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2013 Melbourne Cup Review

November 6, 2013

2013-11-06 1500 AET

In the most open and competitive race ever, it proved to be the most obvious and recently well performed horses that filled the places. Fiorente was clear favourite and converted his second last year into first. Red Cadeaux, second two years ago and 8th last year, returned to second again. Mount Athos, fifth last year, third this year. The latter two had excuses in last year’s race with the slow pace, so arguably there was less reason to doubt they could improve their result this year. Fiorente only needed to reproduce his form to be in the finish. His lead-up form has been superb, topping it off with a second in the Cox Plate, so a deserved favourite and winner.

Fiorente wins the 2013 Melbourne Cup from Red Cadeaux, with Mount Athos in third.

Fiorente wins the 2013 Melbourne Cup from Red Cadeaux, with Mount Athos in third

Also deserving is Gai Waterhouse. While I’ve long tired of her hysterical proclamations about her horses chances, and been loathe to follow anything of hers in Melbourne given her dire record and often annoying personality and obnoxiously omnipresent bookmaking son, she’s been a great servant to the industry and been trying for 20 years to win the race. While you could be less enthusiastic about her “achievement” of winning the race by virtue she simply bought a $1 million horse from Europe on the dawn of last year’s Cup, she did at least have it for the full year. Had she won last year with Fiorente as a “parachute horse”, it would have been a sour win. Not just sour against her abilities as a trainer for she’d have practically no involvement in the preparation of the horse, it would have been sour for the public at being hosed by an unknown outsider via a mega-rich trainer desperate to win the race at any cost. This year as favourite and with an established record in Australia, a very palatable victory.

Sea Moon, Brown Panther, Fiorente, Mount Athos  and Dandino were my picks spotlighted in the review. I decided eventually on Dandino over Royal Empire as the fifth horse for my trifecta after sticking to my tried and true skepticism of first time international runners in Australia, especially the notoriously under-performing Godolphin horses. That proved wise.

Of the main two picks, Sea Moon disappointed in finishing 13th. Clearly he couldn’t reproduce his best European form here despite showing improvement in lead-up races (including a win over 4th placed Simenon in the Herbert Power). In hindsight, his form should have been classified marginal rather than place extra faith in Team Lloyd Williams’s ability to target the right horse.  Sea Moon rounded the bend into the straight with Fawkner on his outside, and Fawkner just went passed him. No way possible if Sea Moon at his best.

Brown Panther suffered severe lacerations to his front legs during the race, probably from racing too close to the horse in front of him. While often that doesn’t affect the horse’s performance, you can never be certain. He did lead into the straight as expected after box-seating for much of the race, then was out-sprinted, running on into eighth. I’d expect him to run at least as well as Simenon’s fourth place. That Simenon was out-sprinted was no surprise; that Simenon could out-sprint Brown Panther was. In hindsight, there was a marginal doubt on Brown Panther’s sprinting ability with his 3200m victory at Goodwood a plodding one, to add that to the doubt of his first time run in Australia. Two marginal doubts should equal a real doubt. At least he’s run here well enough to erase one doubt for next year. If he returns, he’d need to show improved form in Europe to erase the other.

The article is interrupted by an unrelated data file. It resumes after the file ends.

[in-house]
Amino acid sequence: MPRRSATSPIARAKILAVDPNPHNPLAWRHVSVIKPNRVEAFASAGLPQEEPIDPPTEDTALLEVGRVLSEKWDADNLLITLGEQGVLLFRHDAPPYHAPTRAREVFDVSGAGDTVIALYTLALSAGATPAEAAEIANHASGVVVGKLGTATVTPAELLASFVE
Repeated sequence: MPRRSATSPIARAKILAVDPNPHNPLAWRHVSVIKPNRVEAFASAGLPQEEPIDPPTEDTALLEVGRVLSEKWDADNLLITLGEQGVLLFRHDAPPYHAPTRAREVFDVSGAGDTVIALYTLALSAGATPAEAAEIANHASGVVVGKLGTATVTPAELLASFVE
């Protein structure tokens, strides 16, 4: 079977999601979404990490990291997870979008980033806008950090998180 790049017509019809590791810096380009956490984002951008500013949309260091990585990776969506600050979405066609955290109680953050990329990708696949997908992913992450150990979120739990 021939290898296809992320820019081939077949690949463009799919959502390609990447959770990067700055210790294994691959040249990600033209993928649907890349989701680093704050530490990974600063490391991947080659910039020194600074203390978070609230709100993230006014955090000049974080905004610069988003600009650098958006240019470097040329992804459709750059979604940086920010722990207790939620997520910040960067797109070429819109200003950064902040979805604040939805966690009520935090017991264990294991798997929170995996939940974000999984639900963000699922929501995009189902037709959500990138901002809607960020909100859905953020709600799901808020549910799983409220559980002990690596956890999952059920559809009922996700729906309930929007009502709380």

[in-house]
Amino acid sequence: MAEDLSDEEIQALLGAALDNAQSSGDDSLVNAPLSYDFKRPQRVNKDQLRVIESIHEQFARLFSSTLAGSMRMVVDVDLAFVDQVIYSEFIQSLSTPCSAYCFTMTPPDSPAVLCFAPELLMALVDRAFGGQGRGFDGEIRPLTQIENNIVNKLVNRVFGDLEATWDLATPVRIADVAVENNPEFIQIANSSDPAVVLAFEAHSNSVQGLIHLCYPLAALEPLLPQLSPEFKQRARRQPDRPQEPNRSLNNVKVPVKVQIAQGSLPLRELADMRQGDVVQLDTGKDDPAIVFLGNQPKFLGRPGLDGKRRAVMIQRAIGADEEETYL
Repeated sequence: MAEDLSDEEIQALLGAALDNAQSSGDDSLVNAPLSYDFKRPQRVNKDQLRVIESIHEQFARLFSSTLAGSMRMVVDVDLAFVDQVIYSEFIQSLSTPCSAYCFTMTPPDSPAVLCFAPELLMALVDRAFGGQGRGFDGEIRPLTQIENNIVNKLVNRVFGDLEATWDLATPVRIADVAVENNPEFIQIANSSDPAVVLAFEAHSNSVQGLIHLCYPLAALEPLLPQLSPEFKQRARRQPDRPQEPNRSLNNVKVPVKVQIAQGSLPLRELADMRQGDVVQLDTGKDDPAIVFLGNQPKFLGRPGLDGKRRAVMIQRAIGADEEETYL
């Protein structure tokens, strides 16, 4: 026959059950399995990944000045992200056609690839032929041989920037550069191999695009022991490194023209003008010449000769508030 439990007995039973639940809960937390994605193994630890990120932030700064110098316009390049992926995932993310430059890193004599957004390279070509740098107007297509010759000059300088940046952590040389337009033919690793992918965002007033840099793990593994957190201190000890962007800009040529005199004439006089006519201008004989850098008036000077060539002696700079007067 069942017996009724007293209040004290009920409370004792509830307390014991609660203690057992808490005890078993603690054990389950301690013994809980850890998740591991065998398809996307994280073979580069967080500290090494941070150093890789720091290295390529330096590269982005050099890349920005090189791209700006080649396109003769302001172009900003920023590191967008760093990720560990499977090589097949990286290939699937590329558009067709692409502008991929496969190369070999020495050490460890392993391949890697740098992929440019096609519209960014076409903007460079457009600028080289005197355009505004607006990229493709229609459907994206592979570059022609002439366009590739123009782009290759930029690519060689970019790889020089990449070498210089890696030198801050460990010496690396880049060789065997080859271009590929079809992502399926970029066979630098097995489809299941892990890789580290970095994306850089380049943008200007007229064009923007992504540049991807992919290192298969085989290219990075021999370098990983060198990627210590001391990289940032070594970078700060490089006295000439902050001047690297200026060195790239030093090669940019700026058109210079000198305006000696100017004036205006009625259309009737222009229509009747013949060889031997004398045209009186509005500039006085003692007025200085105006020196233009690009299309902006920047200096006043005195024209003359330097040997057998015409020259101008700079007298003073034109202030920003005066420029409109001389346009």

Fiorente simply reproduced form of last year, as did Mount Athos. Dandino, while shuffled back, he didn’t really run out the distance, as expected.

The statistically proven theory of a Melbourne Cup typically won by first-timers was undone by there being meany repeat runners of previously well performed horses. The first three were in that category, and obviously there were no first-timers good enough to challenge. The leading candidates like Dandino, Fawkner, Hawkspur, Dear Demi, Seville and Masked Marvel, all had doubts on either distance, form or class. Those are tangible doubts while a repeat-runner is more a speculative doubt. Something to remember for future years.

A review of the finishing order…

01. Fiorente
Perfectly prepared, ridden and weighted
02. Red Cadeaux
In hindsight, weight did beat him. Gave 1.5kg to Fiorente. Axiom is 1kg = 1 length. Beaten by 3/4.
03. Mount Athos
Required to make a mid-race run for position meaning lacked enough zip at end.
04. Simenon
Didn’t have the sprint
05. Dandino
Didn’t run the distance
06. Fawkner
Distance. Still ran better than expected. The fact Williams changed plans and ran Fawkner in the Cup might have suggested concerns with their other horses, which all flopped.
07. Ethiopia
Form not good enough. The ability  to strongly run out the distance helped.
08. Brown Panther
Couldn’t sprint; was galloped-on
09. Super Cool
Distance
10. Voleuse de Coeurs
International first time in Australia, especially as a mare, they’ve never performed
11. Dunaden
Weight
12. Seville
Class
13. Sea Moon
Form
14. Royal Empire
Form and international first timer
15. Mourayan
Class
16. Ibicenco
Class
17. Foreteller
Distance
18. Masked Marvel
Form
19. Dear Demi
Distance
20. Hawkspur
Distance
21. Green Moon
Pulled up lame
22. Tres Blue
International
23. Ruscello
Class
DNF. Verema
Rest in Peace

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